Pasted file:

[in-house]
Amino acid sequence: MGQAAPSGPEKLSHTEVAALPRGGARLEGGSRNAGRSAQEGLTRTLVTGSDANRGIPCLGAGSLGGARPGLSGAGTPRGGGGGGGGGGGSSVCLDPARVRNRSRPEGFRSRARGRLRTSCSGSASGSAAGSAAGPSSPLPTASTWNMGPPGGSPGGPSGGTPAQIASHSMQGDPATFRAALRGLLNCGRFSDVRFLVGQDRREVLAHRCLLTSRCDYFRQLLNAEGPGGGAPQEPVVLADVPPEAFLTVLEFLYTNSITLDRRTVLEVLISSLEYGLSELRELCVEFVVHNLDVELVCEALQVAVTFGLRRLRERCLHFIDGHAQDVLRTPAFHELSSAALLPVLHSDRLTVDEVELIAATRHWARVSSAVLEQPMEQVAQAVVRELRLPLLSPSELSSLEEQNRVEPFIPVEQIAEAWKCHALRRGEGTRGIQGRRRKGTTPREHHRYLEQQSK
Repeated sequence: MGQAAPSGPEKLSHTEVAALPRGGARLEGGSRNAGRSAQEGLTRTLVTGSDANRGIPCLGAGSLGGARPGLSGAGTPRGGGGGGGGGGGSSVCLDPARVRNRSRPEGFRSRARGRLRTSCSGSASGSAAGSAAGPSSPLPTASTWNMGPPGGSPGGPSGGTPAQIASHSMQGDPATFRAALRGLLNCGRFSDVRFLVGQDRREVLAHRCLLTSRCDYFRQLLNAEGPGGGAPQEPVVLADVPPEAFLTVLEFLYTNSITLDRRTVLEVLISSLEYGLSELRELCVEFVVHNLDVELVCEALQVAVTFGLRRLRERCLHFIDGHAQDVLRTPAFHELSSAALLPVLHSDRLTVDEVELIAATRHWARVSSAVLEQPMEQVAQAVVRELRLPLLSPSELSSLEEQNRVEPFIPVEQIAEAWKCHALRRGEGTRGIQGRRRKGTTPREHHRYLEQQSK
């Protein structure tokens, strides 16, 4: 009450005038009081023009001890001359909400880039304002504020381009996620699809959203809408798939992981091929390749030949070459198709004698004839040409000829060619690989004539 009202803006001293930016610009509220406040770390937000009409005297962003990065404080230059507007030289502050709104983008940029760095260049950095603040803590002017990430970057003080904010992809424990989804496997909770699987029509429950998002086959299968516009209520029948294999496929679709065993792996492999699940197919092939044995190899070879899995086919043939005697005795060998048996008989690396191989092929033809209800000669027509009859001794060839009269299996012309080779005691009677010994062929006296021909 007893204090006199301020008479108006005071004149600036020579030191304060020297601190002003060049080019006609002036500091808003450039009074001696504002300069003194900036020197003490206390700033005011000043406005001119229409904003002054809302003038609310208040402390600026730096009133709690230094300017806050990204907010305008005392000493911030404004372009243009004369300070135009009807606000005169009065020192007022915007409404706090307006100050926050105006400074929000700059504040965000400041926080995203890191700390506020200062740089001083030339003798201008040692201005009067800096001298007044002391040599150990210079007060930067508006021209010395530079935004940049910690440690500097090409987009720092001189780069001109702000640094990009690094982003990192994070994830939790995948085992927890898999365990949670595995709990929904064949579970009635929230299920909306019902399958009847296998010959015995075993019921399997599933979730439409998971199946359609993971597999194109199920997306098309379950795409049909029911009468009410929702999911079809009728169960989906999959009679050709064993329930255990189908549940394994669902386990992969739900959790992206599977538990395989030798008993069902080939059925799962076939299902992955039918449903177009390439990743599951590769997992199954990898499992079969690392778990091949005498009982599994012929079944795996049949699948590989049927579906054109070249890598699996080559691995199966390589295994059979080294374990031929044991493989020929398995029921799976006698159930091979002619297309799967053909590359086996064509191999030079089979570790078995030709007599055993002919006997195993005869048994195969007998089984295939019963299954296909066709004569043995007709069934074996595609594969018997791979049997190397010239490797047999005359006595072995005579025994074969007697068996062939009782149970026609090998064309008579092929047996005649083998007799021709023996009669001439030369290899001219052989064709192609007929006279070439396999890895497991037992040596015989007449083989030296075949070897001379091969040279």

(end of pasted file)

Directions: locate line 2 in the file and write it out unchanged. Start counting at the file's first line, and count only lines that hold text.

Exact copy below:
Amino acid sequence: MGQAAPSGPEKLSHTEVAALPRGGARLEGGSRNAGRSAQEGLTRTLVTGSDANRGIPCLGAGSLGGARPGLSGAGTPRGGGGGGGGGGGSSVCLDPARVRNRSRPEGFRSRARGRLRTSCSGSASGSAAGSAAGPSSPLPTASTWNMGPPGGSPGGPSGGTPAQIASHSMQGDPATFRAALRGLLNCGRFSDVRFLVGQDRREVLAHRCLLTSRCDYFRQLLNAEGPGGGAPQEPVVLADVPPEAFLTVLEFLYTNSITLDRRTVLEVLISSLEYGLSELRELCVEFVVHNLDVELVCEALQVAVTFGLRRLRERCLHFIDGHAQDVLRTPAFHELSSAALLPVLHSDRLTVDEVELIAATRHWARVSSAVLEQPMEQVAQAVVRELRLPLLSPSELSSLEEQNRVEPFIPVEQIAEAWKCHALRRGEGTRGIQGRRRKGTTPREHHRYLEQQSK